Secondly all Power being for Good, for yt wch tends to Evill is not Power but impotency, Free=will is a Power wch a Being hath over itself for Good τοῦ ἑαυτοῦ εἶναι ἀαθοῦ χάριν ἐφνέται to be ones own, & at ones own disposall is desired only for ye sake of Good, ουδεν οικοιοτερον αγαθὸν Good is most ourselves our Evill being heterogeneous to every Being & therefore not itself Wherefore Free-will according to ye proper & genuine \notiō/ nature of it is a Power wch a Being hath wch \whereby it/ can contribute something from himself to promote itself towards Good & to sin & keep itself in ye same self=power hath \is/ a Faculty wch a Being hath bestowed upon him by God & Nature whereby we are able to contribute something <30> of our own towards \in order to/ ye procuring yt suipotence wch is a state in us as happinesse wch is to all Free=will'd Beings, wn they are habituall is fixed in ye predominancy of ye higher & p|b|etter principle for we {illeg} \{illeg}/ yn only truly Power & Dominion over ourselves wn ye best thing yt belongs to our Nature & ye best thing in ye Vniverse reignes in us It is a spurious notion of self=power to make it nothing but Indifferency & Contingency itself acting, as if infinite indeterminac~on were ye highest perfection of any Being & consequently most itself & yt is also a false Idolum of Power over ourselves wch is imagined by some wthout respect to Good, Infinite Power over ourselves any way indifferently whether to Good or Evill \{illeg}/ for Power is not Power wthout respect to Good Free=will or Self=power is nothing but a self=promoting Power to Good or a self=preserving Power to adde something to its own Perfection, of wch Action there are - those two degrees, first a Power of intending itself in a way of consideration, in recollection, self=attention or introspection in speculation about Truth & Falshood & deliberac~on about wt is practically Good & Evill in Life, again in a way of \in a way/ vigorous exertion of itself, in a way \in to/ of strenth & force & resolution to resist ye lower Inclinations & promote itself towards ye higher principles 2ly in accordingly determining its assents & Volitions or Actions Freewill'd Beings are \as/ reduplicated upon ymselves & self=comprehensive, they have a self=intending & self=exerting Power wch is their strength to Good ye Power of Free=will properly so called is to Good & ^\It was design'd & intended for this only/ Nature /sufficiently\ obtrudes ye lower things upon us, but as to ye higher things our own active premotion & exertion of our|A|selves towards ym is expected from us. 3\ly/ this Power of Free|3|willed Beings wch they have over ymselves for Good is but an imperfect Power, for perfect Power over ones self is no other yn essentiall Goodnesse & Wisedom where ye reduplicac~on of Free=willd Beings ceases & is swallowed up in ye simplicity of absolute Perfection. - But it followes to be by unavoidable necessity yt such a Being as has a power over itself to intend & exert itself must also have a Power (if it be a Power) not to do ye same wch is ye only indifferent liberty of Contradiction if it may be so called {illeg} antedecent {illeg} free=will therefore is a Power over ourselves to promote & fix our selves in Good, imperfect & self=determinable, it is such a Power as we ourselves have a Power over by meanes whereof we are able to make it a self=determined strength or weakenesse. {illeg} to exert it or not & consequently to use it or abuse it y it is per se a power of promoteing ourselves to ye higher Good & fixing <31> ourselves in ye same, but by ancient of Power, of languid self remission & consequently of selfdeterminac~on to ye worser Principle wch latter Power is its impotency, & acting according to it is ye |vn|naturall abuse of ye \Naturall/ Power of Free=will whereby we are - guilty of Sin & Fault, become ye causes of our own Hurt in yt we might have done otherwise & deserve blame & punishment & And \But/ this hath been ye grand & capitall errour of Writers upon this Argument yt they have not taken notice of this διφυία in this Faculty of Free=will, nor distinguis'd between ye Perfection & Imperfection of it, its Power & Impotency, its right use & abuse, but have taken it ^\all/ for a pure Power & Perfection & therefore have seated it first in God himself takeing \as if/ Free=will for \were/ one & ye same thing wth Liberty ^\& happinesse/ wch in Creatures is but a state & not a nrallPower Wch Hypothesis plainly destroyes all difference of Morall Good & Evill makeing all Actions alike to be ye genuine & proper offspring of - Free=will as a nrall Power & a pure perfection whereas \indeed/ Sin & Morall Evill are but ye Spurious & bastardly Offspring ^\or a By-blow of it/ of free=will a thing of wch ye power of Freewill is not ye univocall but ye equivocall cause only or a cause per Accidens, it proceeding not from ye Power but from ye impotency of it \therof/, so yt Free=will is an imperfect perfection, a mungrell thing, a self=determinable Power & weakenesse, Liberum arbitrium is not Liberty but a certain nrall Power according to ye right use of wch we may rescue \assist/ & recover ourselves into a state of true Liberty & suipotence or inthrall or by ye abuse of it may inthrall ourselves in ye greatest Bondage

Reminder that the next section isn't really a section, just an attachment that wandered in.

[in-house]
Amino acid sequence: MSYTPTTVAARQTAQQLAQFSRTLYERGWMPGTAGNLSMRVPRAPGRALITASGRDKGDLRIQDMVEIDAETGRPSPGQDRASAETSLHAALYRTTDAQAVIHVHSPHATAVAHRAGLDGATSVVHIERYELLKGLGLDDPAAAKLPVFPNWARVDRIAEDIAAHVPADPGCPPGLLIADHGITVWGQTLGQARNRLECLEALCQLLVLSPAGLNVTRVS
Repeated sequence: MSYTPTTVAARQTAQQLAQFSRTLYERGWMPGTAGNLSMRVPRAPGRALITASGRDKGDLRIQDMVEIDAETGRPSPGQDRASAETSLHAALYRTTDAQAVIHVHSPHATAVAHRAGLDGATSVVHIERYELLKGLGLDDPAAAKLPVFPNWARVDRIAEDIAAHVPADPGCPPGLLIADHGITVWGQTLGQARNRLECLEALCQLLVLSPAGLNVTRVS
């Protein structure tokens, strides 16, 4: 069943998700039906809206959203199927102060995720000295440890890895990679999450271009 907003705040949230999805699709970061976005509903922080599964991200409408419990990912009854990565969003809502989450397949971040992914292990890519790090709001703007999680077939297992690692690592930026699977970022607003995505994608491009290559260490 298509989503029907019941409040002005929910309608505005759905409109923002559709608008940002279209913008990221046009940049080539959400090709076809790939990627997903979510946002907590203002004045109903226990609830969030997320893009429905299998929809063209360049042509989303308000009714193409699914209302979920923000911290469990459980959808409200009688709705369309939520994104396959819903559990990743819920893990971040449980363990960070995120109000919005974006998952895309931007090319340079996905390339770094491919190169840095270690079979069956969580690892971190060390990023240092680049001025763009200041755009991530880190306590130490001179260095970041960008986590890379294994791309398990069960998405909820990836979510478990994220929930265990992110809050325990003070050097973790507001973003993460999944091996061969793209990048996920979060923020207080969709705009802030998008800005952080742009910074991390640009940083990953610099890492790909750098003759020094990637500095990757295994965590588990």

Fourthly it is an im̄ediate πάθος or essentiall property of this - ambiguous middle Power, this imꝐfect Ꝑfection of Freewill yt by ye use & abuse of it, a man may become either ἑαοτοῦ κρὶτων or {illeg} as ye Greeks emphatically expresse it better or worse yn ones self ie. a man may either advance & promote himself, be under God a subordinate cause of his own Good or else may damage & detriment himself & - become ye proper cause & efficient of his own hurt, of Sin & Morall - Evill The chief Argument wch hath in all ages been used to prove yt there was such a thing as Free=will was frō Cōendac~on & Blame not such a one as only seem signifies our approbac~on & dislike of |ye| things ymselves Cōmended & Blamed \absolutely/ but wch doth also reflect upon ye persō of as ye cause of either to himself wn it was possible he might not - have been so And we have shewed before yt such Praise & Dispraise Cōmendacon & Blame could not be founded in such an Indifferent Free=will whose Power & Perfection equally consisted in determining itself either way & indeed chiefly shined forth in being loose from - Light & Reason & being free from it, ye glory of yt Free=will consisting in this yt it is not bound to any thing & therefore not to that wch <32> most pretends to have a right to binding & limiting our Actions i.e. Reason & Vnderstanding wch notion of Free=will is an impossible Idæa but Free=will being such a Power ye various use of wch qualifies men either for Praise or Cōmendac~on, it is evident yt it must be such a mungrell & ambiguous Power as we have allready described Wch may abate yt envy wch is in ye minds of many against this thing called Free=will occasioned by a false representation of it.